Discussion in 'New to Saltwater & Reef Aquariums? Post Here' started by Brew12, May 20, 2017.
Does it retract when you touch it?
Yes, it does.
Then likely a pest anemone as @Brew12 said. If it's the only one (unlikely), just hit it with a little super glue. Keep an eye out for others.
Wow, that's a great tip! Thanks a lot! I've killed the first one with a hot knife. Let's hope that was the only one.
High guys, so I need some help. I've just started a new saltwater tank and added Live Rock today. I after a few hours I noticed that it had some parasitic Majano anemones. I got rid of it, but now I'm freaking out about having more parasites on the water.
What is the best way to make sure the tanks is safe for new fish?
I was palning on adding 2 clown fish in a month. Should I wait more? Raise the temmprature? Add some medicine?
Pleas give me some advice.
Here is the guy I killed:
And this is how th tanks looks:
The anemones aren't a danger to fish, but can become an annoyance to corals and their keepers. The rock _can_ carry fish parasites, but adding medicine to your display tank wouldn't be a great way to handle them. The best way to ensure that the tank's safe for fish is to run it "fallow" (without any fish) for 76 days. Velvet and Brooklynella parasites will die without a fish host in six weeks, while Cryptocaryon (ich) parasites may go to 72 days - so the recommendation of 76 days allows for a little wiggle room. Keep in mind that adding anything "wet" - snails, crabs, shrimp, corals, etc... starts that 76 day clock all over again.
While you're doing that, you can also set up a quarantine tank for the new fish, and keep them there (in this tank, you can add medicines when needed) until you can introduce them into the display.
Hey Bruce, thanks a lot for your advice! You where very clear about how I should proceed! This was very helpful! I'll force myself to wait and try just to add fish after 76 days.
Let me ask you this, is there a way to test the water to check to see if I have ich on it?
I really regret adding the live rock today, I watched so many videos and got so many recomantios to do it that I ended ignoring the fact that there could be parasites on it. It's very frustrating.
I hope all the majao are gone, but I'm getting very paranoid that my tank will have all parasites possible now. Hahaha
Thanks a lot,
The only way to check for ich is with live fish - the best fish to do it with would be a freshwater black molly. They're inexpensive, can be slowly acclimated to salt water, and have no immunity to marine disease. The white spots of ich will show up right away on their black skin. If you decide to acclimate a molly and ich _does_ show up, remove the molly and start the "fallow" clock again - 76 days from the removal of the molly. (If ich or other diseases don't_ show, you should be safe to introduce quarantined fish.)
You got live rock with _life_. That's the rock that makes reefing so much fun! Sure, the corals and fish are beautiful, but I love looking into a tank and discovering tiny life-forms that I hadn't realized were in there. Yes, there might be a few pests - but there will also be sponges, mini-brittle stars, copepods, amphipods, chitons and limpets and a dozen other fascinating creatures!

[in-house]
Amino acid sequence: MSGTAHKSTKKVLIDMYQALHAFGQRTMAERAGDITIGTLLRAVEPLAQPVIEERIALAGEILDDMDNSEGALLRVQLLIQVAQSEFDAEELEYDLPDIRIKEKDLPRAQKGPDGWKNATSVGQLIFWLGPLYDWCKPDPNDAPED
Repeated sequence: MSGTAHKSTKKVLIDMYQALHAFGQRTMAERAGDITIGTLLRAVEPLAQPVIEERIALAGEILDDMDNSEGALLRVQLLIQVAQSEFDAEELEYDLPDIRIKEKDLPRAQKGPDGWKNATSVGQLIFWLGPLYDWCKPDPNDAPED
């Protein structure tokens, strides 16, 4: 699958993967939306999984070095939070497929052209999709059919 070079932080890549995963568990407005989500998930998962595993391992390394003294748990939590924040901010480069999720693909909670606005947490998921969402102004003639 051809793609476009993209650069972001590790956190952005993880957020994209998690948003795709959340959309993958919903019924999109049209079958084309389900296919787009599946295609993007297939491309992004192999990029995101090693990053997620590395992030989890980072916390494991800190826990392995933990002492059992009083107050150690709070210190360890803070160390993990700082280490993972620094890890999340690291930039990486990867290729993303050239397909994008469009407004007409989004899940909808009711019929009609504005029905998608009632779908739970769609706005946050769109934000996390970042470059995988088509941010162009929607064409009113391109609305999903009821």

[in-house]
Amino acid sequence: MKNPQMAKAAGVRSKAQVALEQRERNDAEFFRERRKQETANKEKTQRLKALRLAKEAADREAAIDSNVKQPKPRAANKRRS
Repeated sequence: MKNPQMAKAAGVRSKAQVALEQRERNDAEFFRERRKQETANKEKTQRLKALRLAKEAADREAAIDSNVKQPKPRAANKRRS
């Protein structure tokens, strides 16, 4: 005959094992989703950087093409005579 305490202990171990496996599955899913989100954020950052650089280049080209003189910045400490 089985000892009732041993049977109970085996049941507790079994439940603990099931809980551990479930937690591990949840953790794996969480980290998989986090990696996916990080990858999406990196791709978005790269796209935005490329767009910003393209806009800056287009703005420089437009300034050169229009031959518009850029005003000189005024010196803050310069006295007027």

Thanks for writing the article. Clarified a few things and answered a couple questions I had regarding my new build and initial cycle.
Glad you found it useful!
Hey guys, can someone tell me if this are diatoms?
It's the second day that the live rock is on my tank, and I'm not sure if this is what I should be expecting
This is how it looked on the first day:
Diatoms are generally a golden / cinnamon sort of brown. They'll become a thin film, before vanishing whence they came.
You _might_ have them already - but they usually take a couple of weeks or so to show up.
Thanks a lot Bruce! I always apriciate your tips and inputs.
Hey guys, so I've started my saltwater tank 5 days ago and added live rock 3 days ago. I've tested the water today and there is no ammonia a bunch of Nitrate and some nitrite, is my cycling done? I wouldn't think so, but those are some of the indicators, right? Should o so a water change to reduce the level of nitrate?
It does sound like you are in good shape with your cycle. The live rock is working well. A water change could be in order depending on how high your nitrates are. I wouldn't worry about the nitrites.
What size is the tank? Do you have a substrate? Are you ghost feeding the tank?
It is a 20 gallon tank, with live rock, live sand and I've been ghost feedin since day 1.
What filtration should I be running during my cycle? I have an 85g that i'm starting and I plan on using a sump with refugium, protein skimmer and Carbon/GFO reactor.
You can run whatever filtration you want. If you add a bacteria product, turn your skimmer of for a few hours so it doesn't get skimmed out before it gets established.
My personal opinion is to not run a Carborn or GFO reactor unless you have a specific reason to. Your corals will need some PO4 to grow. If you add too much GFO you will stunt the growth of, or kill, any coral you put in the tank.
If you have an Ace Hardware or similar near you, they carry pure ammonia that works great for cycling.
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